I am trying to use Nominatim's setup tool to populate an OSM database. On Postgres 9.0/PostGIS 1.5 this works fine. I am now attempting to perform this load on Postgres 9.2/PostGIS 2.0. I needed to modify some of the plpgsql functions for compatibility regarding hstore. Once this was done, the load starts fine but after some time Postgres runs out of memory. I tried reducing the memory usage settings in Postgres, and also tried running Nominatim with limited settings, such as disabling token precalc and limiting the number of threads to one, but Postgres will still eventually run out of memory and the load fails. Has anyone had success loading OSM into Postgres 9.2 or is this not recommended?

asked 30 Sep '12, 14:59

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bryanck
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edited 01 Oct '12, 08:58

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lonvia
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Some clarifications would be helpful: How much RAM do you have? Do you try to load the planet or an extract? Is it indeed postgres that runs out of memory or is it osm2pgsql?

(01 Oct '12, 09:06) lonvia
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I have 24 Gb of RAM, 12 core (24 w/ HT), Cent OS 6.3 64-bit with all updates. I'm loading a United States extract, which loads perfectly fine with Postgres 9.0. It is Postgres that runs out of memory, not Nominatim or osm2pgsql, many CachedPlans are accumulating and not being cleaned up. I have tried lowering the Postgres memory settings significantly (shared mem, effective cache, etc no more than 1 gb) but it didn't fix the problem. Also my higher memory settings work fine on Postgres 9.0. I was told Postgres 9.2 has more aggressive caching which is what could be at the root of this.

(01 Oct '12, 17:24) bryanck

Postgres has many settings for memory usage that you may want to look at. It also respects the settings pretty well, including shared_mem and effective_cache. These should be set to use most of your memory if the server is dedicated, as they are a shared ressource. One setting you might actually want to lower is work_mem IF you have many concurrent connections that use the maximum work_mem (each connection can individually use up to work_mem bytes of memory in addition to the shared memory).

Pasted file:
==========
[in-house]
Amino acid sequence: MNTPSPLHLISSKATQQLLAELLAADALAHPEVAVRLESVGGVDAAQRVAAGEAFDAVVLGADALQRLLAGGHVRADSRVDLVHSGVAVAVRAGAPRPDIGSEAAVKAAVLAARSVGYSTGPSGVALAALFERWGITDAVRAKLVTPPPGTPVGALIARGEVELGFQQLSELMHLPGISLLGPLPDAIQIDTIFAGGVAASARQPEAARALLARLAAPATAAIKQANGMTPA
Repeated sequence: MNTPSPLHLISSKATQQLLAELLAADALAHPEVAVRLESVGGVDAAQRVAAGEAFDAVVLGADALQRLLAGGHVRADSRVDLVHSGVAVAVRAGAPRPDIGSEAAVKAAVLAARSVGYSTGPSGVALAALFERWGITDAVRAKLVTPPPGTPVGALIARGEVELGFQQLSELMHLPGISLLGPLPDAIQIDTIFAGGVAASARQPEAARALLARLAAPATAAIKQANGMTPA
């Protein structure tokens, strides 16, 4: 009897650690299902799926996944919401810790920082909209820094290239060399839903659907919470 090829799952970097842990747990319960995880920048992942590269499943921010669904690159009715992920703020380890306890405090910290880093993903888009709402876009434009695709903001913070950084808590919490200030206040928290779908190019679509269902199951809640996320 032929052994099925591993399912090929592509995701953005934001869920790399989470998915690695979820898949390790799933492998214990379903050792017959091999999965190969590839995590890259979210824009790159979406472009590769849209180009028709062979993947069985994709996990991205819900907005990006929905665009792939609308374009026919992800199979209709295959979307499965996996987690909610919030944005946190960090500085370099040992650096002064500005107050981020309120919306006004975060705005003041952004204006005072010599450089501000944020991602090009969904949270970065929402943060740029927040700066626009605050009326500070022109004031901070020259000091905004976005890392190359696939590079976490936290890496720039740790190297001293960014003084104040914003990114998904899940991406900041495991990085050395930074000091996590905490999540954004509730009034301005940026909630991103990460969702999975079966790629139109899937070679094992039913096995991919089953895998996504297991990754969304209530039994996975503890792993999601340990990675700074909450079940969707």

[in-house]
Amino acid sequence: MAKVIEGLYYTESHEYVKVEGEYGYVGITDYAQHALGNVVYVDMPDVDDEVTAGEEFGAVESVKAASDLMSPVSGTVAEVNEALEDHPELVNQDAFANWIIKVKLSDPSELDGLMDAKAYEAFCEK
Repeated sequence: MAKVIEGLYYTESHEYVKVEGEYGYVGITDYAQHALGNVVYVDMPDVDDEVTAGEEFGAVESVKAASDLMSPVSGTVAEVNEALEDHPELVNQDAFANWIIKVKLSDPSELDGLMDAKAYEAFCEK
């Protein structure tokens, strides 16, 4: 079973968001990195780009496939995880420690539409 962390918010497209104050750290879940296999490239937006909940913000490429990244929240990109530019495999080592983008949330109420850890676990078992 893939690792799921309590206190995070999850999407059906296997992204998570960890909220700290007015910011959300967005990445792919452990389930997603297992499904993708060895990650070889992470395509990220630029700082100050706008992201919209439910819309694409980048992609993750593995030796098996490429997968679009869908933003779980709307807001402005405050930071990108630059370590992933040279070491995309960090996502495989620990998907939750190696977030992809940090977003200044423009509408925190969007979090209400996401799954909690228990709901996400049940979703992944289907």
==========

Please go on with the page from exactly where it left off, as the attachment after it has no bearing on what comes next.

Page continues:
But before changing values with a wild guess, you should try getting more info about where the memory is going. How many postgres processes are running ? How many use "too much" memory ? What queries are they running ? The first step to gather this info is using {a,h,}top, the pg_stats_activity table, and the postgres logs. Configure the logs to be more verbose if you didn't already.

If you still cannot find the culprit, you may be better served by the postgres mailing lists, than help.osm.org.

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answered 01 Oct '12, 19:38

Vincent%20de%20Phily's gravatar image

Vincent de P... ♦
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edited 01 Oct '12, 19:41

I discovered there were too many CachedPlans being created by Postgres. These accumulate and eventually Postgres runs out of memory and shuts the connections down and the import fails. I posted on the Postgresql forums but the only response was that Postgres 9.2 uses more aggressive caching to help improve performance, so I am guessing it is related to that. For now I have reverted to Postgres 9.0.

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answered 04 Oct '12, 18:17

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bryanck
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I had one more report of somebody running into memory problems with postgres (although version 9.1) during the load stage. We never could quite figure out why it failed on this specific installation. Eventually, the patch contained in this pull request managed to work around the problem somehow. It is within the realms of possibility that your postgres 9.2 installation suffers from the same problem.

(05 Oct '12, 08:46) lonvia
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question asked: 30 Sep '12, 14:59

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